I triple check stove knobs before leaving the house, recount pages in stapled assignments, and proofread text messages long after hitting the send button. At my worst, in the middle of the night, I lie awake debating whether or not I closed the garage door. My desire for control pervades my daily life; it ranges from stove knobs to completing tax forms to remaining hydrated. I desire control so much I decided my best way to cope was to father a child.
“Parenting is like wearing your heart outside your body for the rest of your life,” a friend warned. My son’s birth created an unprecedented test for my inner control freak. While he rested in my palms, I experienced a new level of vulnerability. I felt a complete loss of control.
As my son developed from sleepy infant to wide-eyed toddler, my need for control was further challenged. My son hurls himself off furniture, launches into walls, and bangs his head against hard surfaces. He does these daring activities with a smile on his face.
Children are like little mirrors. My son’s wild exploration of the world reflects back to me my control seeking behavior. He reveals to me my own issues, weaknesses, and unresolved problems. I do not raise him to provide myself with accountability, but it comes with the package.
I like to think my compulsive need to control his environment is a noble act—a sign of a good father—but I know there is more going on inside me. The twenty-five pound mirror in front of me reveals a larger picture. He shatters my illusion of control.
The truth is I want to prevent my son from experiencing pain because I don’t want to be reminded of my own vulnerability. I don’t want to face the reality of my own fragile nature. I don’t want to face the reality of living in a harsh world, a world where I am not in control and at risk of pain and suffering. This is an unpleasant reality that my furniture-climbing toddler forces into my awareness.
Children are often unexpected teachers; miniature prophets speaking truths we can no longer see. “Let the little children come to me, and do not stop them; for it is to such as these that the kingdom of heaven belongs,” Jesus announces. He spoke these words to his disciples who questioned the presence of children. The disciples, like us, often need to be reminded to remove the barriers between ourselves and the innocent, clear eyes of children.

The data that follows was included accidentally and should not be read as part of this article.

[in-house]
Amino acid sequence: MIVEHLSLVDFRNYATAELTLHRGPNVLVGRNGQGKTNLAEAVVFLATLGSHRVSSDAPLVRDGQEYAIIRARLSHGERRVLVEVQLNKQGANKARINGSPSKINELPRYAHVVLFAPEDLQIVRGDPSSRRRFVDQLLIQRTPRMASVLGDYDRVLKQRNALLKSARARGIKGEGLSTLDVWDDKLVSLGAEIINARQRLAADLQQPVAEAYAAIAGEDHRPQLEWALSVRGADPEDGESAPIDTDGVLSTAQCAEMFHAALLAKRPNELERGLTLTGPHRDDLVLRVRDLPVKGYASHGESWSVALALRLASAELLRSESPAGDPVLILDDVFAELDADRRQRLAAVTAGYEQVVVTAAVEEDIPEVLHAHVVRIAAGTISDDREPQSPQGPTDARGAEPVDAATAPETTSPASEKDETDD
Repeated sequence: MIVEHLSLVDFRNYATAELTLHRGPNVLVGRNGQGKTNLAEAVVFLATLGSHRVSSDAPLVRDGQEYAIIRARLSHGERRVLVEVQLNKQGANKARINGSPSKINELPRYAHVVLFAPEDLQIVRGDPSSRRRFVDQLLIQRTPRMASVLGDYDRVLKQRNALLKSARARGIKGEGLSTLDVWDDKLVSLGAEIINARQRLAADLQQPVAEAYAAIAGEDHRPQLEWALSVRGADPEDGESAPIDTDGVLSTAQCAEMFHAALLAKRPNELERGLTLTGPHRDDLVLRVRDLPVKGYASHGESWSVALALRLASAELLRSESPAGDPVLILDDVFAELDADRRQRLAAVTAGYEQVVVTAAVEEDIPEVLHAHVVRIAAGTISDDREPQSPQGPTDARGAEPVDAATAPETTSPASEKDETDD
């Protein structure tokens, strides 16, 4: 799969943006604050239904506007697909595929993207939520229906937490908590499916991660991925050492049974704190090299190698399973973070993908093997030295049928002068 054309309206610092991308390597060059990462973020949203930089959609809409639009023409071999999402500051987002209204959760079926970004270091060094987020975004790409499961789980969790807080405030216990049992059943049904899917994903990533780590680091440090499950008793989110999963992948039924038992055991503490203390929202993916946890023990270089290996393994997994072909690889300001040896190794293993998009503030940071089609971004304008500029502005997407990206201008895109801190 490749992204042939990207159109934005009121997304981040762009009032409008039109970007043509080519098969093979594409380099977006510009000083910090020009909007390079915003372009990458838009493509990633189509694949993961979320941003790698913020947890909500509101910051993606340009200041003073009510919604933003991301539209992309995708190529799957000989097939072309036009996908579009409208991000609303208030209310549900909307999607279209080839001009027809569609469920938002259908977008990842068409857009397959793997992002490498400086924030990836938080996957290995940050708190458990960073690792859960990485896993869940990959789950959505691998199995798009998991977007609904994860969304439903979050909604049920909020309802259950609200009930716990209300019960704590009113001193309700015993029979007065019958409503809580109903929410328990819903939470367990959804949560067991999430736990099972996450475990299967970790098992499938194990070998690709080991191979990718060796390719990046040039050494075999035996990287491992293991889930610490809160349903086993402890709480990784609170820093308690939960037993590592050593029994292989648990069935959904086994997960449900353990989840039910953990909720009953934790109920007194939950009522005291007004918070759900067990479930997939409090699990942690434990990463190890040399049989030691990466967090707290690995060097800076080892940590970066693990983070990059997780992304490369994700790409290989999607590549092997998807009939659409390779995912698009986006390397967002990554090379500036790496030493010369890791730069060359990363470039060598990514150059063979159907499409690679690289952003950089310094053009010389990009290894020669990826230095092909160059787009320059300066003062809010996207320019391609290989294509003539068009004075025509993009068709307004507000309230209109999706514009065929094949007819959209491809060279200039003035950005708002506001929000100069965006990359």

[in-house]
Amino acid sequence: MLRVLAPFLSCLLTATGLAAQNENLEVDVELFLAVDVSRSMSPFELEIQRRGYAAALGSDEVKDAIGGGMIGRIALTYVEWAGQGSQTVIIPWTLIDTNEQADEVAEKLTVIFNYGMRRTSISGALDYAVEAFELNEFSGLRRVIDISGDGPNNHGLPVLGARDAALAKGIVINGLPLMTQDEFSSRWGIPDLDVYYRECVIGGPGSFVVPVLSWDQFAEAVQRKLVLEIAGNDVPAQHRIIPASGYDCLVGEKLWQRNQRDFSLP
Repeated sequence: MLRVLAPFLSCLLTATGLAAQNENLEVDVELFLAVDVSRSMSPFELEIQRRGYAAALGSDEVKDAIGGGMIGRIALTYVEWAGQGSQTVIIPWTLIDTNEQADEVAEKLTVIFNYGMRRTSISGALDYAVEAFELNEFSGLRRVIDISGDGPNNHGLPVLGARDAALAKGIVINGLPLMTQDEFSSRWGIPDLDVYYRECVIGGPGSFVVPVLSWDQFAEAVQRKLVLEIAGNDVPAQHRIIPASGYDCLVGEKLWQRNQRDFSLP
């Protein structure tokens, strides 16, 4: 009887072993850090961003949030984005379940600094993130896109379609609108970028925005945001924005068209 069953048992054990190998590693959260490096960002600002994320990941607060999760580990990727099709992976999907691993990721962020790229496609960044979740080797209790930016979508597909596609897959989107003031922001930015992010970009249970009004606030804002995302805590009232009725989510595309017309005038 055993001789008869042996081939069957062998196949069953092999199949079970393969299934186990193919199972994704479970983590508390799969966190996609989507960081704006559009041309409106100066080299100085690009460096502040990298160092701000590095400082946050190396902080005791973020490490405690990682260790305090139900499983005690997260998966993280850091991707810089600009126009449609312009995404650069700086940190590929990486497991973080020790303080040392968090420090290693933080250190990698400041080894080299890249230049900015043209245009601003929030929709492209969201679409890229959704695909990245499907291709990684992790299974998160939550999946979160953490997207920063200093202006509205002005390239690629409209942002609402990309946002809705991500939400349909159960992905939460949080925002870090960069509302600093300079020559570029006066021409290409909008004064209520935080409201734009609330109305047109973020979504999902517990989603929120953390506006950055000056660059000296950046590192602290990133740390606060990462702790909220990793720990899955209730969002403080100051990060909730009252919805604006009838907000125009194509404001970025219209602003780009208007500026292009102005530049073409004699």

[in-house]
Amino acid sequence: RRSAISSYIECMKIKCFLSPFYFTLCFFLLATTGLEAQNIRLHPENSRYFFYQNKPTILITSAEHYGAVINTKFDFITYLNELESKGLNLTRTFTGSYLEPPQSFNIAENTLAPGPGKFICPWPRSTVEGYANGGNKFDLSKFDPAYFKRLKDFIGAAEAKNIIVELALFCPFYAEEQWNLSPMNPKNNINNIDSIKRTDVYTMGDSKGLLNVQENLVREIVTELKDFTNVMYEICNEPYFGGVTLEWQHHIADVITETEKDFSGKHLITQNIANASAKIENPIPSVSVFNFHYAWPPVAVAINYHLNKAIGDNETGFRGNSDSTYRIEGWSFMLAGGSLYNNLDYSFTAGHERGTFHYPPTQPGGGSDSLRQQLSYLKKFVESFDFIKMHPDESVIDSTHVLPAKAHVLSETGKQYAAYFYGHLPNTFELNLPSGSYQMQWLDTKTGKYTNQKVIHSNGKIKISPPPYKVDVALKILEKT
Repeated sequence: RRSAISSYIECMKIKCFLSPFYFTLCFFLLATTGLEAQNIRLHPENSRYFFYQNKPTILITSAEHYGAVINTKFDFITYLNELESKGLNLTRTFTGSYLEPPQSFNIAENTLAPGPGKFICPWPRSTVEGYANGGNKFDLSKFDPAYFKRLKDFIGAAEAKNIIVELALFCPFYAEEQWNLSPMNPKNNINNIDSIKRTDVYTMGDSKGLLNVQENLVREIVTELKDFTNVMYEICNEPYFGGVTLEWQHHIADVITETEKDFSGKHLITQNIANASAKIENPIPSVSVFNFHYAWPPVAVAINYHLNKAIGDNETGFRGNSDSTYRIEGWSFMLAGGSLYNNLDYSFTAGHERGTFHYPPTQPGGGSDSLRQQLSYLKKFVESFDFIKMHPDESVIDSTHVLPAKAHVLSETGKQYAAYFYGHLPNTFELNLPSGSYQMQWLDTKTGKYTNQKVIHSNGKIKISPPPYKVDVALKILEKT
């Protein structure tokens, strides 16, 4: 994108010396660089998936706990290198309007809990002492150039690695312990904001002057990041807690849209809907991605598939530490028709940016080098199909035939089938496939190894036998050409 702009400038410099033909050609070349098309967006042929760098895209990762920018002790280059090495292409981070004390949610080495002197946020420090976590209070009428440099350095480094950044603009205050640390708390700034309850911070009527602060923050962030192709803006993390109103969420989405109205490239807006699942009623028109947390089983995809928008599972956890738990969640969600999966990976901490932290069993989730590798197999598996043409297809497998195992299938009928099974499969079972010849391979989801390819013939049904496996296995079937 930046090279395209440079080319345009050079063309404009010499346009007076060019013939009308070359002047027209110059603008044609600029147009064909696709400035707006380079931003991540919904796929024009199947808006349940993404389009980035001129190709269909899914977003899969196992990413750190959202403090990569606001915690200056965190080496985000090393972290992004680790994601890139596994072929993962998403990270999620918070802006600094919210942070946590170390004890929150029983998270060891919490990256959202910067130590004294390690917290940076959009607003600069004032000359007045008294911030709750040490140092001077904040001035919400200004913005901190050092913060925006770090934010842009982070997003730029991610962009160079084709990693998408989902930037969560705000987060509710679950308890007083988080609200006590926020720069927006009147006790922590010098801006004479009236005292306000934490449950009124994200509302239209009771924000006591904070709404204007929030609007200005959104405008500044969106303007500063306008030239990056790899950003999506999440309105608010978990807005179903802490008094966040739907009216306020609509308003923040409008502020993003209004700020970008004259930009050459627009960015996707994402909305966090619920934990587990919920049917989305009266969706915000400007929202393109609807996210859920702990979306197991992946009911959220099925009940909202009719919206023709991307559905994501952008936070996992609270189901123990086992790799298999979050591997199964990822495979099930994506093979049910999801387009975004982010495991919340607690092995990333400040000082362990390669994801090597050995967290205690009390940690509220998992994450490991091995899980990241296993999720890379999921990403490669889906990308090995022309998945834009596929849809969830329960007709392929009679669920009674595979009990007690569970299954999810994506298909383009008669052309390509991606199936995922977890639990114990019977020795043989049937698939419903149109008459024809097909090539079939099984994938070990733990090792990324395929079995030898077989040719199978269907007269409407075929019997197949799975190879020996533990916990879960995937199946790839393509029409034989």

What do the children in your presence reveal? If you listen closely and observe their actions, they might reflect back to you the places within your heart where spiritual growth is needed. Children have a knack for exposing our blind sides–the ways we deny, manipulate, and seek control. They disclose our attempts to force life into our own hands.
Recently, at nap time, I noticed my son’s small stomach rising and falling in a beautiful rhythm. Of course, he was unconscious and relying on his body’s autonomous systems to perform the essential act of breathing. In that moment, it dawned on me how little control I have over his life. I can pour endless energy into carrying out his best interests, but ultimately his existence is in the hands of the God who created his beautiful stomach. My son is given to me not to control, but to receive as a divine gift. And the best way to respond to a gift is appreciation, not control.
Loosening a tight grip on life can feel like a step into darkness, but the good news is when we embrace our lack of control, we make room for God to work in our lives. A new space is formed within our hearts. A space where we can relinquish our petty control attempts, and place our lives (and our loved ones) in God’s hands, where they belong.